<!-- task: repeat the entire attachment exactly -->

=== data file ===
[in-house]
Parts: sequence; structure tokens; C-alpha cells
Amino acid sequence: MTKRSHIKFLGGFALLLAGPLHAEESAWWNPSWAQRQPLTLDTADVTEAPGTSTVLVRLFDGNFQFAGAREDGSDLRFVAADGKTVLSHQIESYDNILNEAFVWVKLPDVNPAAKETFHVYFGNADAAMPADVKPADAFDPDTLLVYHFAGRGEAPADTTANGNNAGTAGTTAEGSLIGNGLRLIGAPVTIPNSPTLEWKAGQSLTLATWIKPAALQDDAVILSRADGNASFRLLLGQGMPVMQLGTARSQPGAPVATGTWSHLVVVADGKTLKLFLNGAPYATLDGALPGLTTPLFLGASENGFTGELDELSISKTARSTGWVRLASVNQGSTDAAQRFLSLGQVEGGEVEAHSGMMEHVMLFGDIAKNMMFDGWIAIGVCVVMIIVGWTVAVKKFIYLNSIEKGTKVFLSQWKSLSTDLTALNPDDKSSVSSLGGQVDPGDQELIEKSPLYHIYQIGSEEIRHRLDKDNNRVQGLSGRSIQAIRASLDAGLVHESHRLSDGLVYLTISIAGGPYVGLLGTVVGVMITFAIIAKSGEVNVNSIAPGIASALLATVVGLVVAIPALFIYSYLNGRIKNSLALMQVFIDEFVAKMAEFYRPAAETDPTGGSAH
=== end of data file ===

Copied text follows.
[in-house]
Parts: sequence; structure tokens; C-alpha cells
Amino acid sequence: MTKRSHIKFLGGFALLLAGPLHAEESAWWNPSWAQRQPLTLDTADVTEAPGTSTVLVRLFDGNFQFAGAREDGSDLRFVAADGKTVLSHQIESYDNILNEAFVWVKLPDVNPAAKETFHVYFGNADAAMPADVKPADAFDPDTLLVYHFAGRGEAPADTTANGNNAGTAGTTAEGSLIGNGLRLIGAPVTIPNSPTLEWKAGQSLTLATWIKPAALQDDAVILSRADGNASFRLLLGQGMPVMQLGTARSQPGAPVATGTWSHLVVVADGKTLKLFLNGAPYATLDGALPGLTTPLFLGASENGFTGELDELSISKTARSTGWVRLASVNQGSTDAAQRFLSLGQVEGGEVEAHSGMMEHVMLFGDIAKNMMFDGWIAIGVCVVMIIVGWTVAVKKFIYLNSIEKGTKVFLSQWKSLSTDLTALNPDDKSSVSSLGGQVDPGDQELIEKSPLYHIYQIGSEEIRHRLDKDNNRVQGLSGRSIQAIRASLDAGLVHESHRLSDGLVYLTISIAGGPYVGLLGTVVGVMITFAIIAKSGEVNVNSIAPGIASALLATVVGLVVAIPALFIYSYLNGRIKNSLALMQVFIDEFVAKMAEFYRPAAETDPTGGSAH